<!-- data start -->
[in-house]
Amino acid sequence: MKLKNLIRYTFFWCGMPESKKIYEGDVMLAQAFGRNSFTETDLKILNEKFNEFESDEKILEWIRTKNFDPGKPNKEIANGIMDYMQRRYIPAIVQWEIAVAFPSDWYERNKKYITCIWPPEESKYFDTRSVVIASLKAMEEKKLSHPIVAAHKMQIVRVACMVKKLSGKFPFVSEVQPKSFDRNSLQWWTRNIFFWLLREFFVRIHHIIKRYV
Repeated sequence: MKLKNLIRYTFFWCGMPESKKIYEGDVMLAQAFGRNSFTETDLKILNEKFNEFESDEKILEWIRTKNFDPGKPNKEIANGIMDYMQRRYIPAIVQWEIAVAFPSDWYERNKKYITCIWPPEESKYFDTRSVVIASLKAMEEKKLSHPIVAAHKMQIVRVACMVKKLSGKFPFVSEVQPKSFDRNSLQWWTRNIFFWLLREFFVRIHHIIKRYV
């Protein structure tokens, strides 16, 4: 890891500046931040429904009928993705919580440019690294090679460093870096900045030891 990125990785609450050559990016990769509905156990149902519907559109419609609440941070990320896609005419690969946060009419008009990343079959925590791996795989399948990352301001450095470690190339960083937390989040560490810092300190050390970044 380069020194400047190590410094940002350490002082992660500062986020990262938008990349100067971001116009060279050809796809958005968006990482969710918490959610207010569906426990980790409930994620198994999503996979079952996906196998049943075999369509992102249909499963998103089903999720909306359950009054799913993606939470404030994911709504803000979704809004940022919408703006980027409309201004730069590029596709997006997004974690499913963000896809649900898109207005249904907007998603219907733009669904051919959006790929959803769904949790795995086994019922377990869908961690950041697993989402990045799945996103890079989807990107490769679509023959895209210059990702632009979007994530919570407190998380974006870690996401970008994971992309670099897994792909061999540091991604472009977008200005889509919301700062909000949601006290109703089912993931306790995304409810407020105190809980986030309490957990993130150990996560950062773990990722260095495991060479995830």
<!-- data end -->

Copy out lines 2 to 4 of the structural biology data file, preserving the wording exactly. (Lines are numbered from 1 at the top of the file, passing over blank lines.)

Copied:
Amino acid sequence: MKLKNLIRYTFFWCGMPESKKIYEGDVMLAQAFGRNSFTETDLKILNEKFNEFESDEKILEWIRTKNFDPGKPNKEIANGIMDYMQRRYIPAIVQWEIAVAFPSDWYERNKKYITCIWPPEESKYFDTRSVVIASLKAMEEKKLSHPIVAAHKMQIVRVACMVKKLSGKFPFVSEVQPKSFDRNSLQWWTRNIFFWLLREFFVRIHHIIKRYV
Repeated sequence: MKLKNLIRYTFFWCGMPESKKIYEGDVMLAQAFGRNSFTETDLKILNEKFNEFESDEKILEWIRTKNFDPGKPNKEIANGIMDYMQRRYIPAIVQWEIAVAFPSDWYERNKKYITCIWPPEESKYFDTRSVVIASLKAMEEKKLSHPIVAAHKMQIVRVACMVKKLSGKFPFVSEVQPKSFDRNSLQWWTRNIFFWLLREFFVRIHHIIKRYV
């Protein structure tokens, strides 16, 4: 890891500046931040429904009928993705919580440019690294090679460093870096900045030891 990125990785609450050559990016990769509905156990149902519907559109419609609440941070990320896609005419690969946060009419008009990343079959925590791996795989399948990352301001450095470690190339960083937390989040560490810092300190050390970044 380069020194400047190590410094940002350490002082992660500062986020990262938008990349100067971001116009060279050809796809958005968006990482969710918490959610207010569906426990980790409930994620198994999503996979079952996906196998049943075999369509992102249909499963998103089903999720909306359950009054799913993606939470404030994911709504803000979704809004940022919408703006980027409309201004730069590029596709997006997004974690499913963000896809649900898109207005249904907007998603219907733009669904051919959006790929959803769904949790795995086994019922377990869908961690950041697993989402990045799945996103890079989807990107490769679509023959895209210059990702632009979007994530919570407190998380974006870690996401970008994971992309670099897994792909061999540091991604472009977008200005889509919301700062909000949601006290109703089912993931306790995304409810407020105190809980986030309490957990993130150990996560950062773990990722260095495991060479995830």